Book Related Questions
I believe that the first time I read some of your work, it was the story You Only Get One Shot, which you wrote with Kevin J. Kennedy. What was the process like teaming up on that project?
It was fun, it was interesting, and it was challenging. Kevin’s a great bloke, and we worked well together, but I did struggle with having a vision that was then taken in directions that didn’t come from myself, but from someone else. Giving up that creative control was difficult, and the suspicion I had that I might struggle with that is one of the reasons I pitched the concept of stories within a story to him when he suggested we co-author something. That way we were working together, but wrote our own pieces, with the stories within the novella coming from either me or Kev rather than being co-written. Even the shared overarching story was written in chunks with each of us taking a section rather than truly co-writing. To be fair it was a first attempt at a collaboration for both of us, and we’ve never met beyond emails and chats despite how closely we’ve worked together, but I still think we put together a great story. We do actually need to meet and share a Buckfast at some point, as we were supposed to this at Stokercon last year but obviously things didn’t quite pan out as we all expected during 2020.
You’ve written various short stories, drabbles, and full length novels! Do you have a favorite format to write, or do you enjoy them all equally?
I prefer short stories for a number of reasons. One, they are easier to keep track of – less characters, less plotlines to tie up and interweave, and less scope for continuity errors. Two, and the flipside of one, is that when I wrote Discoredia it became very intense. I had notes upon notes of names, ages, backgrounds, details, sub-plots, and snippets of dialogue I’d come up with throughout the day. It was all I could think of for months on end and it was very draining, working during the day, then writing well into the night. Don’t get me wrong, a good short story can get its hooks into you as well, but that might be a week of thinking about it, mulling it over, and then a couple of days writing followed by a day revising it once it’s sat a while. So just as intense, but over a far shorter span when writing a 4,000 word piece as opposed to 90,000. Drabbles at the other end of the scale are a bit of fun, but 100 words is obviously limiting. Then as a final note there’s the practicality, as options for getting a novel polished up and published are a lot less than the options you have for subbing a decent short story.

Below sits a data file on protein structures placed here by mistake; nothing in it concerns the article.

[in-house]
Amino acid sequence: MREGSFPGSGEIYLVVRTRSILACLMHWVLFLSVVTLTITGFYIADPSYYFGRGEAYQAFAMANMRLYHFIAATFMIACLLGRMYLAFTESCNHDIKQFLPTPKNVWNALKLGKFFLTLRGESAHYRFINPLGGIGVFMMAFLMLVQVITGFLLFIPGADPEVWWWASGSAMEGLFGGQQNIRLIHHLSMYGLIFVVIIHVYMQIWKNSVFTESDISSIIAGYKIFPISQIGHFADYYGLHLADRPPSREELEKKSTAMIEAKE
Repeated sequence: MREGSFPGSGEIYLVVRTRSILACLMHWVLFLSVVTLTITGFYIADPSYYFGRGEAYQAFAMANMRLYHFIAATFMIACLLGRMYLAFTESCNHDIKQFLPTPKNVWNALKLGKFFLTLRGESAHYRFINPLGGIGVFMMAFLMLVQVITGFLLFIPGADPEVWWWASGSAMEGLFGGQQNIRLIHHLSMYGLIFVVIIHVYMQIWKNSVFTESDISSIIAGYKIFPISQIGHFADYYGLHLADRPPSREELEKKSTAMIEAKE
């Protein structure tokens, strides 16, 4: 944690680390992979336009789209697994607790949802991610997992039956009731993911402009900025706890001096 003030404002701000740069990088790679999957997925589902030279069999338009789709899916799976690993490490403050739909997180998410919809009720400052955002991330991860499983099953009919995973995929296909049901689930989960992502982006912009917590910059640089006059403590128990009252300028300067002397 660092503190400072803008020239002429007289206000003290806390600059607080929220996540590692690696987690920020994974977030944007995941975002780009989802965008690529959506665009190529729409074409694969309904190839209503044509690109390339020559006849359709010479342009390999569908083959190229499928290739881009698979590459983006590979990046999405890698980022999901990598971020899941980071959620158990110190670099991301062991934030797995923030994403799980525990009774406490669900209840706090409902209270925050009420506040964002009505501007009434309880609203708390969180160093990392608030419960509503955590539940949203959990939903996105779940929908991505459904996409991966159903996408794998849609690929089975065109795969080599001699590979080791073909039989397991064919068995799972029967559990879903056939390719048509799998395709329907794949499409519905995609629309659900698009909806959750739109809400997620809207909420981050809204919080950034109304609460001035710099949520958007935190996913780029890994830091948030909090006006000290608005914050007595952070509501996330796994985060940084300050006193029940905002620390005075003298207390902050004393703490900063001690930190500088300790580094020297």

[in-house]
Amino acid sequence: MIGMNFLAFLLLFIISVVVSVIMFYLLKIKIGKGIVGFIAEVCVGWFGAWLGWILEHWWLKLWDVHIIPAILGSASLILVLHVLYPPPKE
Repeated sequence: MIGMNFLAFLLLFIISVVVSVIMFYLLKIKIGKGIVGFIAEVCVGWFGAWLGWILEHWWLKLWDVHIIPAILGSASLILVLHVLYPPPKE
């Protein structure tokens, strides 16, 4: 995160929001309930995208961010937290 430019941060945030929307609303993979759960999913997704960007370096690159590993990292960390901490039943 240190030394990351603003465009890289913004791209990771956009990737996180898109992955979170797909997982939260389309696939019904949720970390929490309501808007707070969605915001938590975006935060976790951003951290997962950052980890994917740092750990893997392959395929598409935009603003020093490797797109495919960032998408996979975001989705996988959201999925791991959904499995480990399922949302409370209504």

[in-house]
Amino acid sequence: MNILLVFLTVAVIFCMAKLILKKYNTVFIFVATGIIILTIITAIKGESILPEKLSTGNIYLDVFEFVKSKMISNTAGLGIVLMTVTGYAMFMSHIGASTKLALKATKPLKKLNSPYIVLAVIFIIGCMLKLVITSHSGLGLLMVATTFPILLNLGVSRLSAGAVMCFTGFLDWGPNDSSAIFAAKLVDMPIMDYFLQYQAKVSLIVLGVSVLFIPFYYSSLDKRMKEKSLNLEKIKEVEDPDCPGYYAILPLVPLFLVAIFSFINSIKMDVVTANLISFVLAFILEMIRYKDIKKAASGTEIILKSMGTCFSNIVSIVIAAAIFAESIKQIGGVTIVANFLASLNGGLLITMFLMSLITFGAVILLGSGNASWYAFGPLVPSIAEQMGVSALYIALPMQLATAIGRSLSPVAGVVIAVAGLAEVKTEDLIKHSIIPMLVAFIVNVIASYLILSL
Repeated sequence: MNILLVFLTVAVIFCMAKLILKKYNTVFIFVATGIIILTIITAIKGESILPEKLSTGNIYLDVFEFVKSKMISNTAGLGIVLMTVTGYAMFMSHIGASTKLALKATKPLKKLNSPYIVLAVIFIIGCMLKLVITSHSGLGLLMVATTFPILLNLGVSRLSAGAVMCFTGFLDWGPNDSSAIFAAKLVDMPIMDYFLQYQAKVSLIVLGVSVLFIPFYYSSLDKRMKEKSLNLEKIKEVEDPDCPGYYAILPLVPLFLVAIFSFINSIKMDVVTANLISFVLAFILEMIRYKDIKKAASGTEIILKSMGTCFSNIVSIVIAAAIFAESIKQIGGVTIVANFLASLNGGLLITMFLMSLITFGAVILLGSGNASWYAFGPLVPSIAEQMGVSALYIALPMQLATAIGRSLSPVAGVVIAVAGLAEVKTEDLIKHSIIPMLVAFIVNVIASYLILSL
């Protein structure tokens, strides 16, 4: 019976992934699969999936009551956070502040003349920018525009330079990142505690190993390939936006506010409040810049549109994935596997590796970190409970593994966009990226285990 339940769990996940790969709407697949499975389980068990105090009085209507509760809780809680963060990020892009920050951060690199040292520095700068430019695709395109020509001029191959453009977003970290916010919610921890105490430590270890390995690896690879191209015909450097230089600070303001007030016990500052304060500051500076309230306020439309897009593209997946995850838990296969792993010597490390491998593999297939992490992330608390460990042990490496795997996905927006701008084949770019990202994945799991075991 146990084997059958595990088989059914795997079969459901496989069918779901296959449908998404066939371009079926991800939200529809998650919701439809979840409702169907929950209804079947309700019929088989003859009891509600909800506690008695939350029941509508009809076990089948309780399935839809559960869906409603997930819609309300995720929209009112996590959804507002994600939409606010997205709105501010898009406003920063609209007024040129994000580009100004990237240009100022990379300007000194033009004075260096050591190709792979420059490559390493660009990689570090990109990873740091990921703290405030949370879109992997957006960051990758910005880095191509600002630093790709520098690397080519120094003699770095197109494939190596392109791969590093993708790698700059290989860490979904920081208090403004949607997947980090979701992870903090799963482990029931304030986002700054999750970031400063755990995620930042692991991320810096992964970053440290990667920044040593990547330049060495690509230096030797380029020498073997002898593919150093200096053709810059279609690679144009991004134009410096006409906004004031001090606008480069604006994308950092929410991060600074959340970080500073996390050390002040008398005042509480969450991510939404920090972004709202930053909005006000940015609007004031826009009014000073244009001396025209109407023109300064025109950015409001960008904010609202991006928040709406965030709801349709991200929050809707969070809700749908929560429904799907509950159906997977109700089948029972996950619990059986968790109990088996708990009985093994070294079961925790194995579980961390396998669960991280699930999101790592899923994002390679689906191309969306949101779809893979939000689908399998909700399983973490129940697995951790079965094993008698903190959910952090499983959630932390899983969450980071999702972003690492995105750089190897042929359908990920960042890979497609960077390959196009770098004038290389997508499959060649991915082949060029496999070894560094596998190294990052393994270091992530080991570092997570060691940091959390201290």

Your latest release, Everything’s Annoying: A Collection of Dark Fiction & Horror, was just published on April 7th of this year. In this collection, you have re-released stories that had been previously published along with two brand new tales. First, how did you choose the stories to include here? And second, do you have plans to put together another solo collection in the future?
I’m a practical guy, so I started with stories from anthologies that were either out of print, not selling, or were released a good while back and sales have slowed right down. I then added in a couple of new pieces to freshen things up. I avoided anything published by KJK, as those anthologies are either seasonally themed so still sell, or are relatively recent / have good sales, and also decided not to use the two stories published by Pint Bottle Press as they are available as a “Double Header”. It didn’t seem right to effectively kill that as a product by including them.
I also discounted a few stories which I’ve written and which have their basis in local ghost stories or legends. My aim is to do a second collection based on these, and dedicated to my grandparents from where I heard a lot of those stories as a child. I’ve already written some additional pieces for this, and although they aren’t all retellings of tales people local to me would recognise I know that the genesis of the ideas come from my past and local area. I guess that covers off the second part of your question, and hopefully Everything’s Annoying will do well enough that there will be some interest in such a second collection in the not too distant future.
Just one last question; Where can readers find you?
And I’d also like to wrap up by thanking you for the chance to be interviewed, and for taking a look at Everything’s Annoying.
Thanks for reading!
And major thanks to J.C. Michael for taking the time to do this interview! I have to say that I was ecstatic when he said he would be interested. If you haven’t read any of this authors work, I highly recommend doing so!